English folk musician Laura Marling was simply darling in floral pants during her mellow set. She was accompanied by a cello player, giving Coachella festival-goers a breather from rock guitars and booming bass. In the tent next door, and kind of intruding on Marling's music, were the bearded Georgia boys of Manchester Orchestra. The epic indie rock and Guitar Hero-worthy riffs had one imagining head-bobbing in the back of a donut-ing Barracuda in a Circle K parking lot. St. Vincent showed music fans once again that pretty girls can also rock hard while Kasabian, whose roadies supplied the crowd with hundreds of glow sticks, showed that rockers like pretty light-up things too. Azealia Banks, who in the past week announced she will be working wit Missy Elliot and signed with Lady Gaga's manager, graced the stage with her filthy-fun female rap with longer fire-red hair, black vinyl, neon fishnet, and pasties.
Of all the antics that went on at Coachella, Leeds lads Kaiser Chiefs had one of the most involved ones, as frontman Ricky Wilson decided that mid-set was a good time to make a beer run. The singer came off the main stage, into the crowd, and somehow made it all the way to the beer garden to grab a brew (which is pretty far of a walk when you're supposed to be performing), headed back and climbed the soundboard scaffolding as fans went nuts around him. Definitely a one-up from Wilson's climbing around last weekend when he "only" scaled the media tower. There's no denying that beer is one of the main food groups fueling rock!
But one who wanted nothing to do with antics, one-upping, or even any more exposure than the very basic essentials, was Neutral Milk Hotel's lead man Jeff Mangum. Mostly alone on stage with just a mic and acoustic guitar, the musician requested that no photographers be present and that the jumbotrons be turned off. Modest guy or diva move? One may never know with the historically reclusive artist. Although he was little more equipped than a coffee shop show, his music echoed throughout the crowd with surprising force, playing Neutral Milk Hotel favorites for the cheering devotees.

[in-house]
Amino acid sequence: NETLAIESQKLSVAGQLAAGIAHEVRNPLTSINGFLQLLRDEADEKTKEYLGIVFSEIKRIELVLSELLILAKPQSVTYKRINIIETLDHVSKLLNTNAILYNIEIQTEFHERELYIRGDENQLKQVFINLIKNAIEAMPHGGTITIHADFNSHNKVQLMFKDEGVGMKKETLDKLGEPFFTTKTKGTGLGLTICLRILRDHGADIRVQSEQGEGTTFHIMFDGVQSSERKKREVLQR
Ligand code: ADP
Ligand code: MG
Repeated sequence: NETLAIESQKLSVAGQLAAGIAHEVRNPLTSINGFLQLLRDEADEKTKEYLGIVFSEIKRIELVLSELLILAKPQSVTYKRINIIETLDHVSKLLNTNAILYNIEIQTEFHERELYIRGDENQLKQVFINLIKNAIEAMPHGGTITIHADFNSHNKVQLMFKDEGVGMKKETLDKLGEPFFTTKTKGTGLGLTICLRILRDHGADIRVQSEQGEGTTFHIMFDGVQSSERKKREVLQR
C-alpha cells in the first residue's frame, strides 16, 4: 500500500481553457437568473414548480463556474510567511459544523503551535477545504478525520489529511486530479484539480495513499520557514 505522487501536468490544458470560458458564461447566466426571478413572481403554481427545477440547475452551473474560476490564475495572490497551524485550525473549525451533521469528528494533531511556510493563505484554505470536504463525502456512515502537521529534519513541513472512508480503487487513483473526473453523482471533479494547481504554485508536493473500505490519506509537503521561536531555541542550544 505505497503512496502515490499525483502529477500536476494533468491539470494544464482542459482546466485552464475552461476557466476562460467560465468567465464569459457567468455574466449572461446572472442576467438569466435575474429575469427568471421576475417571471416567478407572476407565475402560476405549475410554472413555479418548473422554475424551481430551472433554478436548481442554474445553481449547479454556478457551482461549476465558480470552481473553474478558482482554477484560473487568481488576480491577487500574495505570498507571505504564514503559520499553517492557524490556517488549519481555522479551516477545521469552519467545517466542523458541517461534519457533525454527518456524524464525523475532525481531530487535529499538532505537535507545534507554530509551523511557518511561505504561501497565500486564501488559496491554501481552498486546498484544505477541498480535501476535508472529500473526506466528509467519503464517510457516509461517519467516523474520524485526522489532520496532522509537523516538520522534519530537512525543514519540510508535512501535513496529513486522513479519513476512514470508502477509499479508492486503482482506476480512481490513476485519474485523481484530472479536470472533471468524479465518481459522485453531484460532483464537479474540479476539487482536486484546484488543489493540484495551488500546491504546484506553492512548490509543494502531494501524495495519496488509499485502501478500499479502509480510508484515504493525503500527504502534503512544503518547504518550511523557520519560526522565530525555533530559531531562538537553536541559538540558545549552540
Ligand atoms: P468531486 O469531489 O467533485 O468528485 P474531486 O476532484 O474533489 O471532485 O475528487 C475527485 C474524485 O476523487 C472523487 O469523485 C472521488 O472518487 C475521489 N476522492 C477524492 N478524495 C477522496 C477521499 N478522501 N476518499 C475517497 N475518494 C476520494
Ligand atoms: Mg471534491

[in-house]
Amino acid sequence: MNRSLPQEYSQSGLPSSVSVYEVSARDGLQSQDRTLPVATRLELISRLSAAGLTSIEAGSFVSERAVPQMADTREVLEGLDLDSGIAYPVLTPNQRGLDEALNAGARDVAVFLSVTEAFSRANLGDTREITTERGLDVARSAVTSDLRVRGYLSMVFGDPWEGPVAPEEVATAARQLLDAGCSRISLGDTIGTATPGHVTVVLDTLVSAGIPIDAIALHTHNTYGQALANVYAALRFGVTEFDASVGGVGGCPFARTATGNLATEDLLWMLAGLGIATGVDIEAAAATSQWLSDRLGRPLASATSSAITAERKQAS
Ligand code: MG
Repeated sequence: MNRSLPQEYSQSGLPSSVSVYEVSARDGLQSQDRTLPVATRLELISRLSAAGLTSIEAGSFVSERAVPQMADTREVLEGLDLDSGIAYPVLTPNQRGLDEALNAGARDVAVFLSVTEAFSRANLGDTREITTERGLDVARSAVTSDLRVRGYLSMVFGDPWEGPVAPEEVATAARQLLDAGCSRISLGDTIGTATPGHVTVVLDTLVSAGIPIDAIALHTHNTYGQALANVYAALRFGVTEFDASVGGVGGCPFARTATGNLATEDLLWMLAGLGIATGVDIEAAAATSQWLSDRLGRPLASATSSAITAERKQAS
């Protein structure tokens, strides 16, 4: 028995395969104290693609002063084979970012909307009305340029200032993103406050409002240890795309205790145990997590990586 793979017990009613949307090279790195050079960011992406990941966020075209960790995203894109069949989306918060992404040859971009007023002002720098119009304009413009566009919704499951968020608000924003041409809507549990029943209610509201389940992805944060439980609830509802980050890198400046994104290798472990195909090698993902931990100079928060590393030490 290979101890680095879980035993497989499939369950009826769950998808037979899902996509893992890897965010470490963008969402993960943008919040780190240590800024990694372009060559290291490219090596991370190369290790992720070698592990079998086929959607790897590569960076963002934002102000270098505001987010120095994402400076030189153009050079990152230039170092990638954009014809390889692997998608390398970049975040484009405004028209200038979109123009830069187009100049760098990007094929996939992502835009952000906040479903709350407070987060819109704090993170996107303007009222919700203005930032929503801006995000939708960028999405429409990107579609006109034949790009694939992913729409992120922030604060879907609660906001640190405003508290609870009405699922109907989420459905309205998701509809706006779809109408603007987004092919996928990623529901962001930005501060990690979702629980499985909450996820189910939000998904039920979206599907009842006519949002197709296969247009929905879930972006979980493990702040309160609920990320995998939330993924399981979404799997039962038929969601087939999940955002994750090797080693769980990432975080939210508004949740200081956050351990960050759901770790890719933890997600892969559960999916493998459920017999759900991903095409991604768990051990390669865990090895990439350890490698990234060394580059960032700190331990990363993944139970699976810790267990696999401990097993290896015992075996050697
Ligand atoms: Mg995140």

The biggest names playing Saturday night had essentially the same sets as last weekend, but were nonetheless amazing to see. Noel Gallagher's High Flying Birds brought another standard rock set, ending with one of my personal Oasis/karaoke favorites "Don't Look Back In Anger." The cheeky Brit also apparently had his NME "Godlike Genius" award on top of his amplifier the whole time, showing Coachella that he may be well-behaved nowadays, but he can still flex his ego. Bon Iver, who still wins for "Prettiest Stage Decoration" swooned audiences with their dreamy, sleepy indie rock. And Radiohead (who looks amazing from the ferris wheel, I must say), had white guys in the crowd mirroring his wacky "Lotus Flower" music video dance moves as Thom Yorke wailed in the most stunning way, as he always does. The voyeur-ish video screens that had cameras set up in various places on stage, including Yorke's mic stand, looked much like a glitchy, security camera monitoring room, adding to the foreboding (but somehow sexy) feeling that Radiohead has always beautifully conducted.
Whew! Alright, well there's one more day left at Coachella and we'll have our fingers crossed for more guest stars and wild antics, plus we'll have our toes crossed too for another Rihanna cameo. Come back later to read our recap of Sunday's sonic selections!